LR: The Virtualizer is a new idea, then? No one else offers this?

AK: Though device virtualization exists today through a few vendors, usage of machine learning to generate realistic data scenarios is something unique about our solution. The community edition pre-release is the preview of our free edition that will always remain free for customers to try before they purchase our commercial product. It runs on a desktop or even the Raspberry Pi Zero, but we are planning to release a cloud-based one soon. Those that are interested in working closely with us can apply to participate in our early adopter program.

LR: How did you get the idea for this tool?

AK:  It started a few years ago, as an idea to borrow techniques from work CA Technologies was doing on service virtualization based on genomic sequencing. We’ve been working on the underlying machine learning with the University of Swinburne, Australia, as part of a partnership that predates KnowThings. We found that we could take these algorithms that we use for doing genomic sequencing and apply them to learn computer messages. Sequencing a bunch of genes is actually not a whole lot different than sequencing bytes in working towards understanding what that information is telling us.

There is a type of machine learning associated with genome sequencing, which is a learning algorithm and data mining method that analyzes recorded samples. After this was successfully applied in a service virtualization solution, we felt a similar approach can be taken in the IoT space for the KnowThings solution. We flipped that machine learning to automatically create a simulation of IoT devices with individual, asynchronous behaviors represented at different nodes, or locations on the network. It came out of a collaboration with Computer Associates’ strategic research in continuing to advance the underlying algorithm for the IoT Virtualizer. IoT presents a different type of data space versus genome sequencing, so we can make assumptions that let us take some shortcuts outside of the original genome sequencing algorithm and end up with a very efficient algorithm for IoT simulation.

After several years in research, KnowThings is now on the third generation of the technology. Indeed, some of the previous versions were run in service virtualization solutions with real customers on high-performance computers, dealing with hundreds of thousands of transactions per second. So, we have a history of real-life testing already, and we know that the code and the simulation can successfully accommodate a huge scale simulation.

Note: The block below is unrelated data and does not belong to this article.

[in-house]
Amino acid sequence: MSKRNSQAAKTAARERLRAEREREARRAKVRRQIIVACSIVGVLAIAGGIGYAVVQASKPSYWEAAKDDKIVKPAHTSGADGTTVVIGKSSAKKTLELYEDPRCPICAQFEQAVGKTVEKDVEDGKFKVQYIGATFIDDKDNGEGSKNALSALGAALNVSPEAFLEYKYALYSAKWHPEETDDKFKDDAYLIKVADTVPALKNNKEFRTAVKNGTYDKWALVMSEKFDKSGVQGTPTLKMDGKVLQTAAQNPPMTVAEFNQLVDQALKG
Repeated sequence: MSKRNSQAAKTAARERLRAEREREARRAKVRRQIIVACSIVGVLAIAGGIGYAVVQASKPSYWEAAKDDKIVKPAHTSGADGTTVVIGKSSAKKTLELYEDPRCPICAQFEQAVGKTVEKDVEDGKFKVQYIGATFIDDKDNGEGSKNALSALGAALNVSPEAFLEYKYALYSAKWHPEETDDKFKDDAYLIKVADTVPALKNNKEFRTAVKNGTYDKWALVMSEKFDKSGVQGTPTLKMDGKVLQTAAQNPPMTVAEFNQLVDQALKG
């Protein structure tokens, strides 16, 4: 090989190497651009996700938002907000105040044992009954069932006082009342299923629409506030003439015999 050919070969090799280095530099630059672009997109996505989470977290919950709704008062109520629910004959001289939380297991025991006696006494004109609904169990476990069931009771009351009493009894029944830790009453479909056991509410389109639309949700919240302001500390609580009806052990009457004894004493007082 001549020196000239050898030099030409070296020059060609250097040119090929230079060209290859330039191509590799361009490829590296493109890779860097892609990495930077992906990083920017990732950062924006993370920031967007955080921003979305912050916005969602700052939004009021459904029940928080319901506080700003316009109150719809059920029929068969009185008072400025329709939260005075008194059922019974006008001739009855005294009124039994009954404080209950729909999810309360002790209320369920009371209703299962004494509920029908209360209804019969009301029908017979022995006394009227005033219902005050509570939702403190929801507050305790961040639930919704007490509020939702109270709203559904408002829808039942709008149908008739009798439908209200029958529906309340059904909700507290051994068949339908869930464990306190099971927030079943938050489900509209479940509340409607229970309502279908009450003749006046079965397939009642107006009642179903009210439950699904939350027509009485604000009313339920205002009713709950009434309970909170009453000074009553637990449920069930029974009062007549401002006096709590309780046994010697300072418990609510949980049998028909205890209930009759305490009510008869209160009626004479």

KnowThings has some close early adopters and is working with customers that need an environment at that sort of scale.

LR: What kind of applications would typically require this sort of scale?

AK: The verticals that KnowThings is currently working with for existing customers include smart agriculture, smart transportation, and facets of retail that include IoT. Smart ag would include hydroponics farms. The Virtualizer for smart transportation would help with the operations and logistics side. And an IoT retail channel might include smartphone tracking via Bluetooth beacons to establish behaviors for very targeted marketing through customer smartphones that act as IoT devices through, say, a coupon app that is also tracking customer behavior to some degree. It’s one thing to test a digital coupon-to-smartphone interaction with one or two participating smartphones, but what happens on Black Friday? KnowThings.io ’s product assists developers to honestly answer the question, “What could go wrong?”

The KnowThings IoT Virtualizer would work well for any IoT application that needs to test on a scale that’s too large to simulate by one’s self. It can save time, for one thing.

LR: How can developers get their hands on this tool?

AK: We are in the early adopter stage right now and offering a role in beta testing. There’s an opportunity for us to partner with those customers that are part of the early adoption program. Not only will partners shape what everything should look like, but they will also help in developing best practices in a very challenging development environment. We want to know about the real challenges IoT is facing and concentrate on solving the problems that IoT developers care about.

Anyone interested in trying it out and contributing suggestions to improving the tool can download the community edition pre-release or sign up for the early adopter program at https://knowthings.io/.  Commercial product launch is in mid-summer.

For more information, go to the KnowThings.io Self-Learning IoT Virtualizer FAQ online.


Lynnette Reese is Editor-in-Chief, Embedded Intel Solutions and Embedded Systems Engineering, and has been working in various roles as an electrical engineer for over two decades